…associate professor of finance and economics at the Gies College of Business, University of Illinois Urbana-Champaign.
Welcome back to Peoria Magazine’s Econ Corner, a recurring feature in which we pose questions to experts about various economic issues and how they affect our lives and careers here in central Illinois.
Doing this month’s Q&A is Julian Reif, associate professor of finance and economics at the Gies College of Business, University of Illinois Urbana-Champaign. An applied microeconomist with a research emphasis on health care and its related issues, he also is affiliated with the National Bureau of Economic Research.
Peoria Magazine (PM): Prices for medical services typically rise faster than in the broader economy, but the opposite has happened during the most dramatic inflationary period in the last 40 years. Despite COVID and its impact on labor costs and revenues, despite supply chain issues and their effect on equipment prices, health care costs have risen at about half the rate of the wider economy.
What gives? Is this likely to be a short-lived phenomenon? In short, what does 2023 likely hold in store for Americans on the health care front?
Julian Reif (JR): Yes, this is likely a short-lived phenomenon. Health care prices take time to change. Medicare updates its price schedule only once per year. In the private sector, prices are negotiated between providers and insurers, with values often contractually set for a period of several years. Thus, many of today’s prices were set prior to the recent surge in inflation.
It is likely that the next round of price negotiations and fee schedule increases will result in significantly higher prices.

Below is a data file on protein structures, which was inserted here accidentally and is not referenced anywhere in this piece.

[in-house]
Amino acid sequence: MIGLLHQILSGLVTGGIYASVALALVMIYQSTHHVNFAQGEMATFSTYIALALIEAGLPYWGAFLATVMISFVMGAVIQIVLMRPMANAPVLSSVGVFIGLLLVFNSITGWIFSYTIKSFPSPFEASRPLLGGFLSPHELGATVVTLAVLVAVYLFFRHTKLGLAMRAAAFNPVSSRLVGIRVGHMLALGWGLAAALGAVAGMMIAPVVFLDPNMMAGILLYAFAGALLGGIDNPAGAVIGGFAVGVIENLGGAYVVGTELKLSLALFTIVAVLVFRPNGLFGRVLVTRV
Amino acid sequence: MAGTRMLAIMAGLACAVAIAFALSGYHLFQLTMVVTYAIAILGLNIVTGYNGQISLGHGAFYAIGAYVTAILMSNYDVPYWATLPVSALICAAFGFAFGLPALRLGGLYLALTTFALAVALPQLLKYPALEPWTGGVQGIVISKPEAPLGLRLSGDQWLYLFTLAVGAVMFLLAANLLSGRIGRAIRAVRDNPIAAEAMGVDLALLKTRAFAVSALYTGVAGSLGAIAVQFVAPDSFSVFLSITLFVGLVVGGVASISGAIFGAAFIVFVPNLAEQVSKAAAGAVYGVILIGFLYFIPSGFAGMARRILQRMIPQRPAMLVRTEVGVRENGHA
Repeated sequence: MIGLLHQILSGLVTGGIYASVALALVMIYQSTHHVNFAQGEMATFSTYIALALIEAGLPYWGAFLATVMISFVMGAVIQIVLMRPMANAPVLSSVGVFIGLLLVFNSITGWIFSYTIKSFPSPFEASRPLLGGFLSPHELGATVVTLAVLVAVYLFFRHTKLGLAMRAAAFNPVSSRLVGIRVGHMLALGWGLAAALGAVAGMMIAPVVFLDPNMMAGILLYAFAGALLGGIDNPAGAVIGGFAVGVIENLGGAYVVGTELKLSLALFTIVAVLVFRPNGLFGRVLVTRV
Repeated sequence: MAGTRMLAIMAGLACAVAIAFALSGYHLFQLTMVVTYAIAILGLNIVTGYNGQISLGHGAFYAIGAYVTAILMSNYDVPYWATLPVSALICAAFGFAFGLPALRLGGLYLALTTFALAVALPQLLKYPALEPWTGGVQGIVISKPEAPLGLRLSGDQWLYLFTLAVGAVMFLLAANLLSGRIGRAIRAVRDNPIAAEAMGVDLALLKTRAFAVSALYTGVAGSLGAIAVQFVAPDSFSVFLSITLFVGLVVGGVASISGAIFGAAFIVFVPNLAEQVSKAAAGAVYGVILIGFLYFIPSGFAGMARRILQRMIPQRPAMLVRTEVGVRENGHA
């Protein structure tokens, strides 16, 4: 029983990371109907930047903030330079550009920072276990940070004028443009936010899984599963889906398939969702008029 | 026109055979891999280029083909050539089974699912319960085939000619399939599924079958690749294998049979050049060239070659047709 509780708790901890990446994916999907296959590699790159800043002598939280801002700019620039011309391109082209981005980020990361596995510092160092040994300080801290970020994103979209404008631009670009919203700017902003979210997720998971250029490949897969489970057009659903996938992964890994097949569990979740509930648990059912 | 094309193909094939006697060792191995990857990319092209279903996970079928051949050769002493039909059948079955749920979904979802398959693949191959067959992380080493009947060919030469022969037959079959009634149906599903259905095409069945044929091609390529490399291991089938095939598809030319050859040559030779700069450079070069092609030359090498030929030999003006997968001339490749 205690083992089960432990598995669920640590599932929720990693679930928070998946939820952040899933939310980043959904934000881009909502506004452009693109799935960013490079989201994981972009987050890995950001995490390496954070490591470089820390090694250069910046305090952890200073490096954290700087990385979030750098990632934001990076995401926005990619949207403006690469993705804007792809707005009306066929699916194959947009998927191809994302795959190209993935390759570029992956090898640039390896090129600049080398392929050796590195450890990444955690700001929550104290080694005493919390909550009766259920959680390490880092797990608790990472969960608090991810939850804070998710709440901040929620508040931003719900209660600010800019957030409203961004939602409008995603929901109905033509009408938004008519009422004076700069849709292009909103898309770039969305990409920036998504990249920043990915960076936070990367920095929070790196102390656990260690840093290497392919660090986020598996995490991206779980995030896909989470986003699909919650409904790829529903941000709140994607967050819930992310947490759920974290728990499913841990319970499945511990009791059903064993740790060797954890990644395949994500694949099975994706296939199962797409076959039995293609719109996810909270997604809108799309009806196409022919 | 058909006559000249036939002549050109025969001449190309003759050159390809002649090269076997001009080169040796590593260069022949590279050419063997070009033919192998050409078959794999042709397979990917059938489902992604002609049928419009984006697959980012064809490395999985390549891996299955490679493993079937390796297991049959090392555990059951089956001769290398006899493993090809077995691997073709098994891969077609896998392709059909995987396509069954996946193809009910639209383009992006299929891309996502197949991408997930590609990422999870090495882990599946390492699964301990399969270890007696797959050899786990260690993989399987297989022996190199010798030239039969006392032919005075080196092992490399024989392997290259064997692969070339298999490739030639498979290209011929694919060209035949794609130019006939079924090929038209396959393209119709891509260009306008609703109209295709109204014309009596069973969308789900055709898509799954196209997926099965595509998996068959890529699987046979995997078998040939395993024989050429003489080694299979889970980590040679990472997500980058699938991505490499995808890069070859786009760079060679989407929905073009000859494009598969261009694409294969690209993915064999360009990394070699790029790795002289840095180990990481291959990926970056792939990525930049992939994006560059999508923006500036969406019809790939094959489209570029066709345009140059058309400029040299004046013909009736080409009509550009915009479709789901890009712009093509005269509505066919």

In addition, many Americans canceled or postponed health care appointments at the beginning of the COVID-19 pandemic. This may increase the demand for current health care services as patients try to make up for previously missed appointments, which will further push up the price of health care.
PM: Some news reports are predicting health insurance premium increases of 10% or more. If that’s not too far off base, what would you expect health consumer behavior to be in response to that? Higher percentages of uninsured? Less consumption of health care services? Will the federal government’s Inflation Reduction Act and Obamacare subsidies soften the blow enough to influence that behavior in any significant way?
JR: I don’t expect increases in health insurance premiums to have much immediate effect on health care consumption, in part because many of those premiums are paid by employers and not by the individuals themselves.
A more important question is whether insurers will increase patient cost-sharing by, for example, increasing deductibles or copays. There is good evidence that increased cost-sharing reduces medical utilization. The good news is that this can help keep total medical costs low by reducing unnecessary care. The bad news is that some people may forgo valuable care that would improve their health.
PM: Health care costs reportedly have an exaggerated influence on the Federal Reserve’s preferred metric for measuring inflation. If those medical costs spike now, how is that likely to shape the Fed’s ongoing response? Is the health care industry somehow different than other economic sectors regarding the Fed’s ability to exert some influence over those costs?
JR: If health care costs spike, that will contribute to further inflationary pressures and makes it more likely that the Fed will keep interest rates high. And of course, the Fed’s decision will also depend on what is going on in the rest of the economy.
It’s worth noting that housing, which has greatly contributed to inflation, is a lagging measure and thus — like health care prices — reflects the state of the economy as it was, not as it is. Housing prices rose significantly a year ago because of the move to remote work, but if that change is now over, it may offset some of the rise in health care prices and stabilize inflation.